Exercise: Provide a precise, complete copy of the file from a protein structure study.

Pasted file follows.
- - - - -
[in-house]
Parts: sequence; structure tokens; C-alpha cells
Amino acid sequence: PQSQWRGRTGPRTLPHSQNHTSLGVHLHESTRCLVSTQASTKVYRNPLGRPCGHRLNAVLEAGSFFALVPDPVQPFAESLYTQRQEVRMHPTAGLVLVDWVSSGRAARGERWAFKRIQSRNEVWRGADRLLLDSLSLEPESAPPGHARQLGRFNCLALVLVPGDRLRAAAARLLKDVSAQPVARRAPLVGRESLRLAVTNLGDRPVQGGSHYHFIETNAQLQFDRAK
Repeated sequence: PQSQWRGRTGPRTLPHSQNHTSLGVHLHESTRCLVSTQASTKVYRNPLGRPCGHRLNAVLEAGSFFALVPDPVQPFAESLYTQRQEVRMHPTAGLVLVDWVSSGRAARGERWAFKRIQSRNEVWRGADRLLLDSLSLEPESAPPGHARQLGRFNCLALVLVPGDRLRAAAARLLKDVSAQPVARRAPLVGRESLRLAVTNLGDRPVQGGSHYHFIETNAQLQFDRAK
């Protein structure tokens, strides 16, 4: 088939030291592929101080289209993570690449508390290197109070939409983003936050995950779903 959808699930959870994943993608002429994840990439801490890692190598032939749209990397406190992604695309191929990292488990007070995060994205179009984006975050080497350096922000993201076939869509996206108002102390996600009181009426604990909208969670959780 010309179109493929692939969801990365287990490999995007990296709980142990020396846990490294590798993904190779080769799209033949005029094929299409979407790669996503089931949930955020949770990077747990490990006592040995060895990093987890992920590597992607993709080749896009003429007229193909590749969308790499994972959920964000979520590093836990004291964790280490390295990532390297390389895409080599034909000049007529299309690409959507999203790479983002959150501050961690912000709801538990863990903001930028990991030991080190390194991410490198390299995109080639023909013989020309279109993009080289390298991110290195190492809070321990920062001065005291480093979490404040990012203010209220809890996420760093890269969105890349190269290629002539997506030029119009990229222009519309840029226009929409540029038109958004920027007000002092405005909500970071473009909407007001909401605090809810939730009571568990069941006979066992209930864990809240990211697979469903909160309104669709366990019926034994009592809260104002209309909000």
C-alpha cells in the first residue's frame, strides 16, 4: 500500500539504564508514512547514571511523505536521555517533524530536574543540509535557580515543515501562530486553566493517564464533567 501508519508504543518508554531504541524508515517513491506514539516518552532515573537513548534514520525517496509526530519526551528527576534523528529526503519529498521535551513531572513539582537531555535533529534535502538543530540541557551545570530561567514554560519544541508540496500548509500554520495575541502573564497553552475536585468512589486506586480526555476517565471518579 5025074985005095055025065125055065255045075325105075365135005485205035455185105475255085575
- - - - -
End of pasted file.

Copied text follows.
[in-house]
Parts: sequence; structure tokens; C-alpha cells
Amino acid sequence: PQSQWRGRTGPRTLPHSQNHTSLGVHLHESTRCLVSTQASTKVYRNPLGRPCGHRLNAVLEAGSFFALVPDPVQPFAESLYTQRQEVRMHPTAGLVLVDWVSSGRAARGERWAFKRIQSRNEVWRGADRLLLDSLSLEPESAPPGHARQLGRFNCLALVLVPGDRLRAAAARLLKDVSAQPVARRAPLVGRESLRLAVTNLGDRPVQGGSHYHFIETNAQLQFDRAK
Repeated sequence: PQSQWRGRTGPRTLPHSQNHTSLGVHLHESTRCLVSTQASTKVYRNPLGRPCGHRLNAVLEAGSFFALVPDPVQPFAESLYTQRQEVRMHPTAGLVLVDWVSSGRAARGERWAFKRIQSRNEVWRGADRLLLDSLSLEPESAPPGHARQLGRFNCLALVLVPGDRLRAAAARLLKDVSAQPVARRAPLVGRESLRLAVTNLGDRPVQGGSHYHFIETNAQLQFDRAK
């Protein structure tokens, strides 16, 4: 088939030291592929101080289209993570690449508390290197109070939409983003936050995950779903 959808699930959870994943993608002429994840990439801490890692190598032939749209990397406190992604695309191929990292488990007070995060994205179009984006975050080497350096922000993201076939869509996206108002102390996600009181009426604990909208969670959780 010309179109493929692939969801990365287990490999995007990296709980142990020396846990490294590798993904190779080769799209033949005029094929299409979407790669996503089931949930955020949770990077747990490990006592040995060895990093987890992920590597992607993709080749896009003429007229193909590749969308790499994972959920964000979520590093836990004291964790280490390295990532390297390389895409080599034909000049007529299309690409959507999203790479983002959150501050961690912000709801538990863990903001930028990991030991080190390194991410490198390299995109080639023909013989020309279109993009080289390298991110290195190492809070321990920062001065005291480093979490404040990012203010209220809890996420760093890269969105890349190269290629002539997506030029119009990229222009519309840029226009929409540029038109958004920027007000002092405005909500970071473009909407007001909401605090809810939730009571568990069941006979066992209930864990809240990211697979469903909160309104669709366990019926034994009592809260104002209309909000």
C-alpha cells in the first residue's frame, strides 16, 4: 500500500539504564508514512547514571511523505536521555517533524530536574543540509535557580515543515501562530486553566493517564464533567 501508519508504543518508554531504541524508515517513491506514539516518552532515573537513548534514520525517496509526530519526551528527576534523528529526503519529498521535551513531572513539582537531555535533529534535502538543530540541557551545570530561567514554560519544541508540496500548509500554520495575541502573564497553552475536585468512589486506586480526555476517565471518579 5025074985005095055025065125055065255045075325105075365135005485205035455185105475255085575